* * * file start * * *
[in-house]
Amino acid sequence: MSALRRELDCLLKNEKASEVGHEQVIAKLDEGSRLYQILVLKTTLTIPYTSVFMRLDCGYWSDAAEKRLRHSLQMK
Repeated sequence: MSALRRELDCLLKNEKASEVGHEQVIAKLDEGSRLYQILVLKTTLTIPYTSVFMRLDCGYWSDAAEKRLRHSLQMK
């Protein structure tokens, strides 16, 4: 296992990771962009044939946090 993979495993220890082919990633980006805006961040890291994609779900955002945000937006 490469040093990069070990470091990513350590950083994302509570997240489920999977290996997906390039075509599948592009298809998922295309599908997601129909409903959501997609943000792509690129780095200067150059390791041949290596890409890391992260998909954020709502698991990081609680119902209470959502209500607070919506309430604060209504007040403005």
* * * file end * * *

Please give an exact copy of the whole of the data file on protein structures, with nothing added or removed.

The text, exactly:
[in-house]
Amino acid sequence: MSALRRELDCLLKNEKASEVGHEQVIAKLDEGSRLYQILVLKTTLTIPYTSVFMRLDCGYWSDAAEKRLRHSLQMK
Repeated sequence: MSALRRELDCLLKNEKASEVGHEQVIAKLDEGSRLYQILVLKTTLTIPYTSVFMRLDCGYWSDAAEKRLRHSLQMK
């Protein structure tokens, strides 16, 4: 296992990771962009044939946090 993979495993220890082919990633980006805006961040890291994609779900955002945000937006 490469040093990069070990470091990513350590950083994302509570997240489920999977290996997906390039075509599948592009298809998922295309599908997601129909409903959501997609943000792509690129780095200067150059390791041949290596890409890391992260998909954020709502698991990081609680119902209470959502209500607070919506309430604060209504007040403005």